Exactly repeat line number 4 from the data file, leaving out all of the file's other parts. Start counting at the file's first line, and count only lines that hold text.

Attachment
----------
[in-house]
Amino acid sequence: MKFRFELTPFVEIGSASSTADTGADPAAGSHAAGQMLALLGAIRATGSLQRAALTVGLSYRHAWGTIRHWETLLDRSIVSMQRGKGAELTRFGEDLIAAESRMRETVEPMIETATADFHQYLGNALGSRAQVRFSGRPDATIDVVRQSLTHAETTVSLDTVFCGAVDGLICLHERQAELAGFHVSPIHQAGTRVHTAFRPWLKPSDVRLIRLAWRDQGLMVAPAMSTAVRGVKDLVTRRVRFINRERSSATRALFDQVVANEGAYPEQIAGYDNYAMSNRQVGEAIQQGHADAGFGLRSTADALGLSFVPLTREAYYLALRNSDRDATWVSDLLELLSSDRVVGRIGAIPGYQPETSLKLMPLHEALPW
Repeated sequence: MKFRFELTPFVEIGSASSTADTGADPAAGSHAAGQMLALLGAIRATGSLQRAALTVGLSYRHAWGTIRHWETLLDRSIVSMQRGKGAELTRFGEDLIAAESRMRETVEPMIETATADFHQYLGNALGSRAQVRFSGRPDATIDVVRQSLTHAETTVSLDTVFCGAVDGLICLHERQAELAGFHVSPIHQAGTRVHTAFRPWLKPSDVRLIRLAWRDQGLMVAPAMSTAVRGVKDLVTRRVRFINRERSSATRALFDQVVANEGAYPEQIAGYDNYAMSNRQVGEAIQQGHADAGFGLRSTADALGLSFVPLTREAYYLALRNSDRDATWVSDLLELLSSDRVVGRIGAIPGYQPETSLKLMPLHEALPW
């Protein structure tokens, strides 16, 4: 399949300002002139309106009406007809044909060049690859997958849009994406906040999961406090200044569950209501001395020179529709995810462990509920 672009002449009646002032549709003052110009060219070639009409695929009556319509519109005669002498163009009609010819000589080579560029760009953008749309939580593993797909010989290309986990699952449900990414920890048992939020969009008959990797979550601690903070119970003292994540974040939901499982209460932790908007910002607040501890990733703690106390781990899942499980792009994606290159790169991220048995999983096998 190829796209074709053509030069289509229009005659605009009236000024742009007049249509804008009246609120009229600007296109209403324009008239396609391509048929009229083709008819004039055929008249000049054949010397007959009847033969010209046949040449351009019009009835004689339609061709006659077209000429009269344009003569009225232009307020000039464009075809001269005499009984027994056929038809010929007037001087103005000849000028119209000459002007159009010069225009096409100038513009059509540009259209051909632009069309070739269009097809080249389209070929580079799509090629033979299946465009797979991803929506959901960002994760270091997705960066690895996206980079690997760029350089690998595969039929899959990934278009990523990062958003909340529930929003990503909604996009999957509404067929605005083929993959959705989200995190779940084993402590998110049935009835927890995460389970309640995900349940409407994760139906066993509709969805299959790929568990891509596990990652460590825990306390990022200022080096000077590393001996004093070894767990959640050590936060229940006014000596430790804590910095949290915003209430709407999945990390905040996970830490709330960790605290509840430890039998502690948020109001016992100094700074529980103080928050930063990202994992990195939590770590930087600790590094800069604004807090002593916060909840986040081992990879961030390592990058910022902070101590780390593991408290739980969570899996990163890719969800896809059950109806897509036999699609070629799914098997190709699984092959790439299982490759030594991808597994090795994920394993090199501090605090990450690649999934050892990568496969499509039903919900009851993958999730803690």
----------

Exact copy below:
């Protein structure tokens, strides 16, 4: 399949300002002139309106009406007809044909060049690859997958849009994406906040999961406090200044569950209501001395020179529709995810462990509920 672009002449009646002032549709003052110009060219070639009409695929009556319509519109005669002498163009009609010819000589080579560029760009953008749309939580593993797909010989290309986990699952449900990414920890048992939020969009008959990797979550601690903070119970003292994540974040939901499982209460932790908007910002607040501890990733703690106390781990899942499980792009994606290159790169991220048995999983096998 190829796209074709053509030069289509229009005659605009009236000024742009007049249509804008009246609120009229600007296109209403324009008239396609391509048929009229083709008819004039055929008249000049054949010397007959009847033969010209046949040449351009019009009835004689339609061709006659077209000429009269344009003569009225232009307020000039464009075809001269005499009984027994056929038809010929007037001087103005000849000028119209000459002007159009010069225009096409100038513009059509540009259209051909632009069309070739269009097809080249389209070929580079799509090629033979299946465009797979991803929506959901960002994760270091997705960066690895996206980079690997760029350089690998595969039929899959990934278009990523990062958003909340529930929003990503909604996009999957509404067929605005083929993959959705989200995190779940084993402590998110049935009835927890995460389970309640995900349940409407994760139906066993509709969805299959790929568990891509596990990652460590825990306390990022200022080096000077590393001996004093070894767990959640050590936060229940006014000596430790804590910095949290915003209430709407999945990390905040996970830490709330960790605290509840430890039998502690948020109001016992100094700074529980103080928050930063990202994992990195939590770590930087600790590094800069604004807090002593916060909840986040081992990879961030390592990058910022902070101590780390593991408290739980969570899996990163890719969800896809059950109806897509036999699609070629799914098997190709699984092959790439299982490759030594991808597994090795994920394993090199501090605090990450690649999934050892990568496969499509039903919900009851993958999730803690």